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Jo anne, Thanks for the link to the initiative to protect and promote bees. I’ve been personally endeavouring to protect/promote bees (and other wildlife) in my projects. Their idea of wild flower meadows certainly provides the nectar and I have recently been involved in 2 Council schemes in the borough to create wild flower meadows (more will follow as funds become available). I also have input into many environmental schemes throughout the country and there are some great initiatives that have favourably had impact. However, although I am a campaigner and champion for our natural environment, I was a bit concerned with the ‘campaign for bees’ targets. For instance, they mention Mesnes Park as having manicured formal lawns which isn’t favourable for bees and suggest wild flower meadows. This is rather uniformed thinking in respect of Mesnes Park being a Grade II listed historic Victorian Park and should be treated as such. Those huge lawns are over 150 years old and part of our unique heritage, locally and even nationally. Also, the huge funding from the HLF stipulated that the park was to be returned to the original intentions of its designer. In addition, what they have failed to acknowledge is the huge amount of annual bedding providing nectar throughout the year, along with hundreds of trees whose flowers are incredibly important for bees; particularly Lime trees. Mesnes Park in its present and indeed former state is providing much favourable habitat to an abundance of wildlife. Another of their targets is Alexandra Park – the park actually already has a sizeable flower meadow. However, there are many parks in the borough with neglected areas (due to budget restraints) and unresolved areas (former bowling greens, etc.) that could have the potential for bees and other wildlife if converted and managed accordingly. But there is great opportunity outside of parks too. Domestic gardens can attract bees with just a little thought; my shrubs, herbaceous perennials and herbs attract an abundance of bees. In fact last year they made a nest in my garden! Also there is an abundance of derelict land that could be temporarily adapted before developers move in. As I travel the country as part of my work, I see many derelict sites being cultivated by volunteer groups, plus some wonderful community gardens (the best I’ve seen is in Hearn Hill, London). I’ve seen places where local businesses put the funds up to transform spare land as it enhances the environment around their offices. What I’d really like to see is motorway verges turned into wild flora meadows… and there are thousands of acres of them. Anyone looking for good advice on bees and bee keeping should visit Manchester and District Beekeepers at Heaton Park, Prestwich. Their HQ is in the historic Dower House within the park and they are open to the public every Sunday afternoon (although closed presently).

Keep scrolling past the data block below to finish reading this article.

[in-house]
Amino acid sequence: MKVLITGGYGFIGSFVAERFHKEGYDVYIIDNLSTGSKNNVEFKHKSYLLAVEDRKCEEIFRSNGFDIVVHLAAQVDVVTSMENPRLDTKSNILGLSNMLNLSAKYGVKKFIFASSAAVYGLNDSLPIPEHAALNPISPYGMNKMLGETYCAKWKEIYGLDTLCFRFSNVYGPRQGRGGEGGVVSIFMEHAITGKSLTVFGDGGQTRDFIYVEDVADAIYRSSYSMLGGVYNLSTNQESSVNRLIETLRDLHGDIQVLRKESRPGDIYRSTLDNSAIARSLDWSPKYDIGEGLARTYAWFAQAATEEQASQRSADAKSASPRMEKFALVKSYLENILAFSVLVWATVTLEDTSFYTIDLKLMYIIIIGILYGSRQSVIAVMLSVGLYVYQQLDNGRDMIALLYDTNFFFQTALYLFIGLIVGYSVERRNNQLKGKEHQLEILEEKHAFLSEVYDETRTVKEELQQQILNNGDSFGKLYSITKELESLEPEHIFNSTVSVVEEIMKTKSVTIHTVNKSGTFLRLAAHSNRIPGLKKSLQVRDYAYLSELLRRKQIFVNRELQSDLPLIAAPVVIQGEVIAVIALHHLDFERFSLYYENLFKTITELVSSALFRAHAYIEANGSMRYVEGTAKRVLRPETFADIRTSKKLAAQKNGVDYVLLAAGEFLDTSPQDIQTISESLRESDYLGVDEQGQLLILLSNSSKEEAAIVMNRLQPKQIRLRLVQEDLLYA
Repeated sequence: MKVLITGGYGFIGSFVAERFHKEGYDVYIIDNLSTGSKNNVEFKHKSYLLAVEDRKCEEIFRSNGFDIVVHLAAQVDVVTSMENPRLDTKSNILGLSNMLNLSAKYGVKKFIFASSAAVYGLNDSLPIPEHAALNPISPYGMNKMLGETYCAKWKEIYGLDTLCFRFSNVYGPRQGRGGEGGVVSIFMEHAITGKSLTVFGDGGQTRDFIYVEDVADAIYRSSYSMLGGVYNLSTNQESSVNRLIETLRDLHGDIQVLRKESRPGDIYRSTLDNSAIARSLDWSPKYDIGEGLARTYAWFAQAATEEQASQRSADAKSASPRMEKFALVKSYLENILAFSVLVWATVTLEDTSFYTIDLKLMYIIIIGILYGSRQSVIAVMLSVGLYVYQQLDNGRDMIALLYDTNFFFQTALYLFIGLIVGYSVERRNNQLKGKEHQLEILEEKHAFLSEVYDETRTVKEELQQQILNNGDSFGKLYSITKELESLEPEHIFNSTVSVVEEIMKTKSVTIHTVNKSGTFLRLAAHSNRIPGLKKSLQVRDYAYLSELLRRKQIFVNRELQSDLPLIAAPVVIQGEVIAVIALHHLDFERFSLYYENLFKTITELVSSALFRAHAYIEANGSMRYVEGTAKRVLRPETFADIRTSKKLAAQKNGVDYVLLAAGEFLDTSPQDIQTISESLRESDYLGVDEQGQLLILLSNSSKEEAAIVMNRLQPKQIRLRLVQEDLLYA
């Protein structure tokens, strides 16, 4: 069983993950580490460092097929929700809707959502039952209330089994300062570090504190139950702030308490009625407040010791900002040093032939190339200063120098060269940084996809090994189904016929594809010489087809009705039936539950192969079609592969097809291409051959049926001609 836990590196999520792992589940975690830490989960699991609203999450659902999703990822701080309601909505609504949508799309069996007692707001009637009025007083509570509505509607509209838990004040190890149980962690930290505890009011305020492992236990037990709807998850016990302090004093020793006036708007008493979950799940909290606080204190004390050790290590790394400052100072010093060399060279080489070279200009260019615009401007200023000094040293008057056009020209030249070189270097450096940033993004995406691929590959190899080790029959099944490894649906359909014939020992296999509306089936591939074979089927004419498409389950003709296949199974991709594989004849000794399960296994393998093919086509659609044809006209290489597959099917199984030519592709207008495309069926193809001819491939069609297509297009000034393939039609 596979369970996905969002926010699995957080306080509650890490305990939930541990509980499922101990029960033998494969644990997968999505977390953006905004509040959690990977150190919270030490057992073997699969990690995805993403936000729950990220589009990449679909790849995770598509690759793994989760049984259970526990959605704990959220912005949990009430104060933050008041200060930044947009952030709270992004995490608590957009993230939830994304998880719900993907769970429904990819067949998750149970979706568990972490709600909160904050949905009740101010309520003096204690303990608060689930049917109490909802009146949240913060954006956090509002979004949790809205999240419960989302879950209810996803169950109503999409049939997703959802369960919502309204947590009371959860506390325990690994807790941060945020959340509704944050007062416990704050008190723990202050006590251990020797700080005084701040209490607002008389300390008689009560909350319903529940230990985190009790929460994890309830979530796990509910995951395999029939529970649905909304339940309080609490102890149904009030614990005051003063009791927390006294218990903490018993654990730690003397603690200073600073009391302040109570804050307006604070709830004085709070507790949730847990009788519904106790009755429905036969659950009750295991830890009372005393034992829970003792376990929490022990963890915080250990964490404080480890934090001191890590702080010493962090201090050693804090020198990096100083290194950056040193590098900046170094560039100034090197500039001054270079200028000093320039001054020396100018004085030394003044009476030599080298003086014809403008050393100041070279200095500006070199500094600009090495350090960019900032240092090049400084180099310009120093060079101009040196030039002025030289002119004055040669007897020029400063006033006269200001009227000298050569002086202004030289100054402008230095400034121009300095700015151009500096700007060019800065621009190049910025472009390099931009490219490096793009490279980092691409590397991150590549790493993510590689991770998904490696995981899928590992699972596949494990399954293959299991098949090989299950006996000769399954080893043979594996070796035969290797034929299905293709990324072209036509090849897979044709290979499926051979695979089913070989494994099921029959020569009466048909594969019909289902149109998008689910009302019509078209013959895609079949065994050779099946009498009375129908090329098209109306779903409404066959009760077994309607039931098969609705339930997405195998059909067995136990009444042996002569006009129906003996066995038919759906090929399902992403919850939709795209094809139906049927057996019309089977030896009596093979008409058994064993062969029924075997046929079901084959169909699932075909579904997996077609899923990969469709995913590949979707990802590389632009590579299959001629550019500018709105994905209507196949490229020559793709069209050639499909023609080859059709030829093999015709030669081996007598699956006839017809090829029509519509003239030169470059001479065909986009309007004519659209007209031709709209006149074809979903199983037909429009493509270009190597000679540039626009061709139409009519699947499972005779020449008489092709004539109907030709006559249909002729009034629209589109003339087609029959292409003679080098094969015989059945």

Replied: 19th Mar 2021 at 15:59